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Local and regional-scale assessment of zooplankton recovery from acidification.
Arnott, Shelley*,1, Keller, Bill2, Holt, Carrie3, Yan, Norman4, 1 Queen's University, Kingston, Ontario, Canada2 Cooperative Freshwater Ecology Unit, Sudbury, Ontario, Canada3 Simon Fraser University, Burnaby, British Columbia, Canada4 York University, Toronto, Ontario, Canada
ABSTRACT- There is overwhelming evidence that many of the world's ecosystems have been damaged by human activities. This has prompted international agreements to alter human activities and reduce their impact on ecosystems (e.g., Kyoto Protocol, Great Lakes Water Quality Agreement, Clean Air Act). Now, some of the most pressing challenges facing scientists involve understanding the process by which damaged ecosystems recover. Lakes in Killarney Wilderness Park, Canada, provide a rare opportunity to study mechanisms associated with the recovery of aquatic communities after a prolonged period of acidification. Since the 1970s, local sulphur emissions have been reduced an order of magnitude, resulting in widespread chemical recovery of many damaged lakes. Limited evidence of biological recovery associated with improvements in water quality, suggests that biotic communities may not be as resilient as water chemistry. We analysed data from three years (1972, 1990, and 2000) for zooplankton communities in 44 Killarney Park lakes to examine biological recovery trajectories at both local and regional scales. Twenty-two reference lakes in south-central Ontario, an area less influenced by acid deposition, were compared with Killarney Lakes. Regional richness for lakes in Killarney Park was higher than in the reference area, primarily resulting from the presence of rare species. Mean individual lake richness, however, tended to be lower in the recovering lakes than in the reference lakes. Species turnover rates were high in recovering lakes, reflecting community changes associated with recovery. High regional diversity and species turnover rates suggest that colonists have access to lakes and that zooplankton recovery is probably limited primarily by local conditions. Assessing diversity at both local and regional scales provides additional insights into factors that limit biological recovery in stressed ecosystems.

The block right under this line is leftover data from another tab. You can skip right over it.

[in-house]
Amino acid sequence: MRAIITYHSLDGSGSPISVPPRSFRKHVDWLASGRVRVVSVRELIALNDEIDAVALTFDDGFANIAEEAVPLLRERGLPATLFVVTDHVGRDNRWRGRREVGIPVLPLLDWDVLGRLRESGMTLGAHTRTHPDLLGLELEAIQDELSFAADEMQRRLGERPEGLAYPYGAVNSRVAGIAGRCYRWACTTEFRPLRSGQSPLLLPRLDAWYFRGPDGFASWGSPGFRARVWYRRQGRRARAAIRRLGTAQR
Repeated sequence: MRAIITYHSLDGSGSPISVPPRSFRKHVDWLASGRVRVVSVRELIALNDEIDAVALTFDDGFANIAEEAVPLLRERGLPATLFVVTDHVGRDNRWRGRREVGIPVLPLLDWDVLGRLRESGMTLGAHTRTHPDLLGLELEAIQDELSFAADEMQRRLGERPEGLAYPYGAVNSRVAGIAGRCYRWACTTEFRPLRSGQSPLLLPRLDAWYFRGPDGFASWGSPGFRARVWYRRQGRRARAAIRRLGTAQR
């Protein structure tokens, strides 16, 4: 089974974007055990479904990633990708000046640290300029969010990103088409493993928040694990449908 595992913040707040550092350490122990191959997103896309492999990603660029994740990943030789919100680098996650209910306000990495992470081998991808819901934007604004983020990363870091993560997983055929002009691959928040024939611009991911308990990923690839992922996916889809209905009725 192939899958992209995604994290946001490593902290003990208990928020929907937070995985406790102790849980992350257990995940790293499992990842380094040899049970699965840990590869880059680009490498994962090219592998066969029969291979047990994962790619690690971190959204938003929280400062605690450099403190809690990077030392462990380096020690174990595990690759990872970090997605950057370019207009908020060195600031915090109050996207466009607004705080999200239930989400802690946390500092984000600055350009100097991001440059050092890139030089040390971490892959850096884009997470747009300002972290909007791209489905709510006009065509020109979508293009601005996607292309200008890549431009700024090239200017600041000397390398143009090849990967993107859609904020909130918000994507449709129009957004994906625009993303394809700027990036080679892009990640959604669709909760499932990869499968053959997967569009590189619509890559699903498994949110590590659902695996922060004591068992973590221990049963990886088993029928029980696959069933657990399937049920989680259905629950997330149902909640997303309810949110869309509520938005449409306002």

Key words: acidification, biodiversity, recovery, zooplankton